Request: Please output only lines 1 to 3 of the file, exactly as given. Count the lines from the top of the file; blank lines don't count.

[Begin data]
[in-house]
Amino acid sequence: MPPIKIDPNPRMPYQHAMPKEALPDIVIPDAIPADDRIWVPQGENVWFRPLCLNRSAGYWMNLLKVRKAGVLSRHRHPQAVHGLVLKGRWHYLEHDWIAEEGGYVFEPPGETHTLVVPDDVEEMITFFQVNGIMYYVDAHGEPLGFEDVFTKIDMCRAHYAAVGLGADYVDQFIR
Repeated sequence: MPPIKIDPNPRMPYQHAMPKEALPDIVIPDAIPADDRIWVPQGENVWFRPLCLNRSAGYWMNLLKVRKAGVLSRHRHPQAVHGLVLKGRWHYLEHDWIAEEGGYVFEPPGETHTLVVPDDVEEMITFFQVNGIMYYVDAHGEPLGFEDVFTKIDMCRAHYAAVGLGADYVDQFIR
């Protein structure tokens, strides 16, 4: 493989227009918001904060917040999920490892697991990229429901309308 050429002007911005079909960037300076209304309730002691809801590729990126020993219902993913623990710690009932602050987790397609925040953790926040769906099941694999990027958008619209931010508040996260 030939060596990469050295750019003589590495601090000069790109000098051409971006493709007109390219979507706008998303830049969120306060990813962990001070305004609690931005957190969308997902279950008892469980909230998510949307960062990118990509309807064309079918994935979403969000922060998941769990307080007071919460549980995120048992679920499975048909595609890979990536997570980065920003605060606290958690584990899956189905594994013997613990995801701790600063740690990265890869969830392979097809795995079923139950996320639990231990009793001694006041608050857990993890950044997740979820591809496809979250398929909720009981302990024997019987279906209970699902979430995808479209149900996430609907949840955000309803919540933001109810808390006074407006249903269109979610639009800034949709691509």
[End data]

[in-house]
Amino acid sequence: MPPIKIDPNPRMPYQHAMPKEALPDIVIPDAIPADDRIWVPQGENVWFRPLCLNRSAGYWMNLLKVRKAGVLSRHRHPQAVHGLVLKGRWHYLEHDWIAEEGGYVFEPPGETHTLVVPDDVEEMITFFQVNGIMYYVDAHGEPLGFEDVFTKIDMCRAHYAAVGLGADYVDQFIR
Repeated sequence: MPPIKIDPNPRMPYQHAMPKEALPDIVIPDAIPADDRIWVPQGENVWFRPLCLNRSAGYWMNLLKVRKAGVLSRHRHPQAVHGLVLKGRWHYLEHDWIAEEGGYVFEPPGETHTLVVPDDVEEMITFFQVNGIMYYVDAHGEPLGFEDVFTKIDMCRAHYAAVGLGADYVDQFIR